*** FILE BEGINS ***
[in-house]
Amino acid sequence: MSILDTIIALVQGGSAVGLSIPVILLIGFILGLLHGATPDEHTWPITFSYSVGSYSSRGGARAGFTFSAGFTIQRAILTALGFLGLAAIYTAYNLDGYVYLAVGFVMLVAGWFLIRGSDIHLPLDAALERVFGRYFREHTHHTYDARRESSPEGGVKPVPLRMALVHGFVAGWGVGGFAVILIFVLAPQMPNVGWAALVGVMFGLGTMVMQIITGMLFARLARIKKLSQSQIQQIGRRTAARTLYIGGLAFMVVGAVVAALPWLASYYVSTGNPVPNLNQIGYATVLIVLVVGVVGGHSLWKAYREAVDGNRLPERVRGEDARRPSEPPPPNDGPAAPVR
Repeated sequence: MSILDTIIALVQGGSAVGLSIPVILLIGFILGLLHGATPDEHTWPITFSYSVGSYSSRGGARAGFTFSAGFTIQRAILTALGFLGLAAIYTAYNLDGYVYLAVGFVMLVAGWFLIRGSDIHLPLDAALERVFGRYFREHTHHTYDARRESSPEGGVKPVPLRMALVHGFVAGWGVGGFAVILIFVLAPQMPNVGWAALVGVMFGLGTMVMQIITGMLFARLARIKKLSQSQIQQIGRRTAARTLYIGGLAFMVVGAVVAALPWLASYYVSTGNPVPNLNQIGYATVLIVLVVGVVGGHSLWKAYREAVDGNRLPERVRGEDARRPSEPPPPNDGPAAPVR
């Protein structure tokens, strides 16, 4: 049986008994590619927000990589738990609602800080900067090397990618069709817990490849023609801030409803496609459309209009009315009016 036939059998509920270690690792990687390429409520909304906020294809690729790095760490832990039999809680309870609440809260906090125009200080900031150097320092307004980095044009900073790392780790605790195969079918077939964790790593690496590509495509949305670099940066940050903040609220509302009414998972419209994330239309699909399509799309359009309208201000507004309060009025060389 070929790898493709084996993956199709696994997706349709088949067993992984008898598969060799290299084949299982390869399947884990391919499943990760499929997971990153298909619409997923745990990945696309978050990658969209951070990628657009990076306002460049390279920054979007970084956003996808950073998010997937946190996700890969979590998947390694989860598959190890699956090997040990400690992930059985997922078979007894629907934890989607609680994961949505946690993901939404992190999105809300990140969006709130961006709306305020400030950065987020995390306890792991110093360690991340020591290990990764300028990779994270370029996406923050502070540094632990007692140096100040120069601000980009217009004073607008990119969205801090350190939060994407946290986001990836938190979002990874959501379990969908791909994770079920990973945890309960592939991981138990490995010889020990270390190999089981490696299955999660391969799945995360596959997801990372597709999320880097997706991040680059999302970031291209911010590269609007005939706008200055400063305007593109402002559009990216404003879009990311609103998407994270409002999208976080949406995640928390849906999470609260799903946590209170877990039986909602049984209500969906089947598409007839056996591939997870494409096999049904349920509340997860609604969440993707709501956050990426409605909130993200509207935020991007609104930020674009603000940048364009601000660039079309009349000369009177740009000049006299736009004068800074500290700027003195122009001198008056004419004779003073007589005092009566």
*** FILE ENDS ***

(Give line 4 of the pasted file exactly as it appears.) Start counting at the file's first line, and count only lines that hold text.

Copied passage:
């Protein structure tokens, strides 16, 4: 049986008994590619927000990589738990609602800080900067090397990618069709817990490849023609801030409803496609459309209009009315009016 036939059998509920270690690792990687390429409520909304906020294809690729790095760490832990039999809680309870609440809260906090125009200080900031150097320092307004980095044009900073790392780790605790195969079918077939964790790593690496590509495509949305670099940066940050903040609220509302009414998972419209994330239309699909399509799309359009309208201000507004309060009025060389 070929790898493709084996993956199709696994997706349709088949067993992984008898598969060799290299084949299982390869399947884990391919499943990760499929997971990153298909619409997923745990990945696309978050990658969209951070990628657009990076306002460049390279920054979007970084956003996808950073998010997937946190996700890969979590998947390694989860598959190890699956090997040990400690992930059985997922078979007894629907934890989607609680994961949505946690993901939404992190999105809300990140969006709130961006709306305020400030950065987020995390306890792991110093360690991340020591290990990764300028990779994270370029996406923050502070540094632990007692140096100040120069601000980009217009004073607008990119969205801090350190939060994407946290986001990836938190979002990874959501379990969908791909994770079920990973945890309960592939991981138990490995010889020990270390190999089981490696299955999660391969799945995360596959997801990372597709999320880097997706991040680059999302970031291209911010590269609007005939706008200055400063305007593109402002559009990216404003879009990311609103998407994270409002999208976080949406995640928390849906999470609260799903946590209170877990039986909602049984209500969906089947598409007839056996591939997870494409096999049904349920509340997860609604969440993707709501956050990426409605909130993200509207935020991007609104930020674009603000940048364009601000660039079309009349000369009177740009000049006299736009004068800074500290700027003195122009001198008056004419004779003073007589005092009566």